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Location : CRF Main Building, IIT,KHARAGPUR 721302, CRF

Prof. Jyotsna Dutta Majumdar
Department of Metallurgical & Materials engineering

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X-ray powder diffraction (XRD) is a rapid analytical technique primarily used for phase identification of a crystalline material and can provide information on unit cell dimensions. It is designed for the structural characterization of the full range of materials from powders, amorphous and polycrystalline materials to epitaxial multi-layered thin films at ambient and non-ambient conditions.


Prof. Jyotsna Dutta Majumdar
Department of Metallurgical & Materials engineering


2D-X-Ray Diffraction Lab

Model: - D8 Discover Diffractometer System
Manufacturer: Bruker, Germany

X- Ray source: - Xray tube for microfocus source copper target

Cu- anode, metal ceramic microfocus Xray tube, spot focus for incoatec microfocus source (1mS).

Voltage: Maximum 50 kV
X ray window: Beryllium
Air cooled.

Detector: - Eiger2 R 500K detector 0/90 degree.
Centric Eulerian Cradle (Vertical) :-
The Centric Eulerian Cradle integrates Chi and Phi rotations and X-Y-Z translations into one sample stage with minimum space requirements.

Technical data: 2theta circle, depending on optics -4° to + 170°
Chi circle -11° to 80°
Phi circle unlimited.
X translation: -40 mm to +40 mm
Y translation: -40 mm to + 40 mm
Z translation: 2mm
Maximum sample hight: depending upon sample holder 20 mm

Double laser unit: - The double is an assembly for alignment of sample to the center of vertical goniometer. The unit consists of two red light lasers and a camera.

Utility and Working Principal

X-ray diffraction analysis (XRD) is a technique used in materials science to determine the crystallographic structure of a material. XRD works by irradiating a material with incident X-rays and then measuring the intensities and scattering angles of the X-rays that leave the material. A primary use of XRD analysis is the identification of materials based on their diffraction pattern. As well as phase identification, XRD also yields information on how the actual structure deviates from the ideal one, owing to internal stresses and defects. Crystals are regular arrays of atoms, whilst X-rays can be considered as waves of electromagnetic radiation. Crystal atoms scatter incident X-rays, primarily through interaction with the atoms’ electrons. This phenomenon is known as elastic scattering; the electron is known as the scatterer. A regular array of scatterers produces a regular array of spherical waves. In the majority of directions, these waves cancel each other out through destructive interference, however, they add constructively in a few specific directions, as determined by Bragg’s law:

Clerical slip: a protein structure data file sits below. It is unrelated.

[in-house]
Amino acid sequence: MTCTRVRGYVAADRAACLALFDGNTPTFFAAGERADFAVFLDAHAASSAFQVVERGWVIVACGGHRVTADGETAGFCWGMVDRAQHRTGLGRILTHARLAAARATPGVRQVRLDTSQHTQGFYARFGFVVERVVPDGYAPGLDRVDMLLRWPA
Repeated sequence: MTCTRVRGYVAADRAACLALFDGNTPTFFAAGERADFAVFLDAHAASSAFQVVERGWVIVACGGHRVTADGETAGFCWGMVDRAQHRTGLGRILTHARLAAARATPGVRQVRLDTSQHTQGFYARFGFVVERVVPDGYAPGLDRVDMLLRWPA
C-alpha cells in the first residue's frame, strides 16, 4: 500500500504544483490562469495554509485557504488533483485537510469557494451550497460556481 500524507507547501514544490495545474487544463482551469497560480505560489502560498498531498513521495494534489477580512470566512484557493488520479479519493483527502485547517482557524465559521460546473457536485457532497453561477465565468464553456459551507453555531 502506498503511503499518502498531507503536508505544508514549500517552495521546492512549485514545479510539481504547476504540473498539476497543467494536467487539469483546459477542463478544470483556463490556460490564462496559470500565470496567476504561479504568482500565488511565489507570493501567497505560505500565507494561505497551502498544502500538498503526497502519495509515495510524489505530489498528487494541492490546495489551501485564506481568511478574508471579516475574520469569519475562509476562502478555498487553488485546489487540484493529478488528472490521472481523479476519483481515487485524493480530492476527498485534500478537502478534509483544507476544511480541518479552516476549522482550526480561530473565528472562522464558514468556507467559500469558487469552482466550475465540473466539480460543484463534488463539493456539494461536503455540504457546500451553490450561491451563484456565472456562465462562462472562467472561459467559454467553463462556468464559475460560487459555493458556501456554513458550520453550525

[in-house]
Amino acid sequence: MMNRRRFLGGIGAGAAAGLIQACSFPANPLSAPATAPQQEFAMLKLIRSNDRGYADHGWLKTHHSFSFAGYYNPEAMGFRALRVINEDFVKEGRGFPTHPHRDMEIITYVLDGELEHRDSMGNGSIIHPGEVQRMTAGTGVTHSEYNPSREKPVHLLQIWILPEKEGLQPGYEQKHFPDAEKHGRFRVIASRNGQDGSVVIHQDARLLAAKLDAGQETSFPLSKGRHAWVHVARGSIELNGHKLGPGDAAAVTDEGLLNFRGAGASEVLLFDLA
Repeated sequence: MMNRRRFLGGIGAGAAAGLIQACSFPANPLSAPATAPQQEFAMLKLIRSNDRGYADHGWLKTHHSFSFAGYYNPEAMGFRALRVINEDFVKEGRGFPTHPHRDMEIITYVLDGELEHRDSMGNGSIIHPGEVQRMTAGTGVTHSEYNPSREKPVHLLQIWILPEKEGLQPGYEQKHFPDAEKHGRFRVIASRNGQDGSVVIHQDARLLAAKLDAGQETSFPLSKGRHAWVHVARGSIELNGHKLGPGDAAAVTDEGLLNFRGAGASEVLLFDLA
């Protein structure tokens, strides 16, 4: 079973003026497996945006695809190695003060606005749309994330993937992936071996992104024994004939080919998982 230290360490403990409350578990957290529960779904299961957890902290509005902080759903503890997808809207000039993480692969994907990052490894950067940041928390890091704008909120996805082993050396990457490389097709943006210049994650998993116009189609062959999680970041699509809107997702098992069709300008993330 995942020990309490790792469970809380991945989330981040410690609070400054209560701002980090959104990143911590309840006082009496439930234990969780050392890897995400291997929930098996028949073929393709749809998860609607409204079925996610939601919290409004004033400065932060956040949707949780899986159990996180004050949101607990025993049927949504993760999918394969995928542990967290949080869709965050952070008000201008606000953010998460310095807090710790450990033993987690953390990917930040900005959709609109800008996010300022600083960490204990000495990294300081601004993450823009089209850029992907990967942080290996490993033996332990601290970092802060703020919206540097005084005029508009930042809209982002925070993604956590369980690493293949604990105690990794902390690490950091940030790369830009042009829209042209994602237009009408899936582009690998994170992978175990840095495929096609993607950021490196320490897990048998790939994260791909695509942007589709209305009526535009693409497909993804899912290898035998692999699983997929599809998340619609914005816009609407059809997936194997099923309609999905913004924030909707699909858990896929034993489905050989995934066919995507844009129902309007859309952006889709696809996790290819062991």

2dsinθ = nλ

Where d is the spacing between diffracting planes, ? is the incident angle, n is an integer, and ? is the beam wavelength. The specific directions appear as spots on the diffraction pattern called reflections. Consequently, X-ray diffraction patterns result from electromagnetic waves impinging on a regular array of scatterers. X-rays are used to produce the diffraction pattern because their wavelength, ?, is often the same order of magnitude as the spacing, d, between the crystal planes (1-100 angstroms).

  • Phase Identification and quantification, structure determination and refinement, Micro strain and crystallite size analysis.
  • X-Ray reflectometry, Grazing Incidence Diffraction (GID), High-resolution XRD, crystal orientation analysis
  • Residual Stress analysis, Texture and pole figures

Sample Details

  • Samples must not contain volatile, corrosive, toxic and radioactive substances and/or these substances must not be evolved during the test.
  • The sample should not contain radioactive ,toxic and explosive materials.
  • Care must be taken to create a flat upper surface and to achieve a random distribution of lattice orientations.
  • Smaller sample dimensions are preferred. Sample with thickness 5mm to 10 mm length/width/diameter are ideal.
Note: The XRD lab reserve the right to reject any accepted analysis request at its discretion in the interest safety of the instrument and its operators.

Prof. J. Dutta Majumdar, MME Dept., PIC (Metallic Materials)
Prof. K. Biswas, MME Dept, Co-PIC (Non- Metallic Materials)
Prof. Somjeet Biswas, MME Dept, Co -PIC (Metallic Materials)
Prof. S.Roy MME Dept PIC(Non- Metallic Materials)

Mr. Subhabrata Chakraborty, Technical Officer, CRF, In-Charge (Maintenance)
Mr. Madapana Dileep, RS, MME, Research Scholar Coordinator


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